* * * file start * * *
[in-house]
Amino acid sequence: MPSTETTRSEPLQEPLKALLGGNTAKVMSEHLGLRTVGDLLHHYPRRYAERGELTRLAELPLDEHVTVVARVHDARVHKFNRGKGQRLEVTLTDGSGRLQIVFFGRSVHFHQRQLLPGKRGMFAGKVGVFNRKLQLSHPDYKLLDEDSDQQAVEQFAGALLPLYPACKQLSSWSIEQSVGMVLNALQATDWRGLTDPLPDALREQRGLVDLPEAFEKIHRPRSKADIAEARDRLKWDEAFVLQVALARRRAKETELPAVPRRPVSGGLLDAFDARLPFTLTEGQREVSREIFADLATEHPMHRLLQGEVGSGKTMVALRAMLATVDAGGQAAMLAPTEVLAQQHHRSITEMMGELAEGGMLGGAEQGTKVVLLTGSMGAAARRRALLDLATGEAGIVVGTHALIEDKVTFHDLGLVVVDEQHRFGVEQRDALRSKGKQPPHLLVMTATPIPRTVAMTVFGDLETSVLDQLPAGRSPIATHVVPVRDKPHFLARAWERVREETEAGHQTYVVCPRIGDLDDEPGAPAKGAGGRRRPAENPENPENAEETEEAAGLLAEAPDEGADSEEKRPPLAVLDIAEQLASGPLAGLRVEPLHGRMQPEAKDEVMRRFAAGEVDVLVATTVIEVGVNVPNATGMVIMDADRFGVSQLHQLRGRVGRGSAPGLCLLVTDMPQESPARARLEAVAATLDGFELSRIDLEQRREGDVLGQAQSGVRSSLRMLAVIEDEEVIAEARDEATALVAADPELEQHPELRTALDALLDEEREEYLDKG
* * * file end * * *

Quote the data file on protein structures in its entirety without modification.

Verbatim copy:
[in-house]
Amino acid sequence: MPSTETTRSEPLQEPLKALLGGNTAKVMSEHLGLRTVGDLLHHYPRRYAERGELTRLAELPLDEHVTVVARVHDARVHKFNRGKGQRLEVTLTDGSGRLQIVFFGRSVHFHQRQLLPGKRGMFAGKVGVFNRKLQLSHPDYKLLDEDSDQQAVEQFAGALLPLYPACKQLSSWSIEQSVGMVLNALQATDWRGLTDPLPDALREQRGLVDLPEAFEKIHRPRSKADIAEARDRLKWDEAFVLQVALARRRAKETELPAVPRRPVSGGLLDAFDARLPFTLTEGQREVSREIFADLATEHPMHRLLQGEVGSGKTMVALRAMLATVDAGGQAAMLAPTEVLAQQHHRSITEMMGELAEGGMLGGAEQGTKVVLLTGSMGAAARRRALLDLATGEAGIVVGTHALIEDKVTFHDLGLVVVDEQHRFGVEQRDALRSKGKQPPHLLVMTATPIPRTVAMTVFGDLETSVLDQLPAGRSPIATHVVPVRDKPHFLARAWERVREETEAGHQTYVVCPRIGDLDDEPGAPAKGAGGRRRPAENPENPENAEETEEAAGLLAEAPDEGADSEEKRPPLAVLDIAEQLASGPLAGLRVEPLHGRMQPEAKDEVMRRFAAGEVDVLVATTVIEVGVNVPNATGMVIMDADRFGVSQLHQLRGRVGRGSAPGLCLLVTDMPQESPARARLEAVAATLDGFELSRIDLEQRREGDVLGQAQSGVRSSLRMLAVIEDEEVIAEARDEATALVAADPELEQHPELRTALDALLDEEREEYLDKG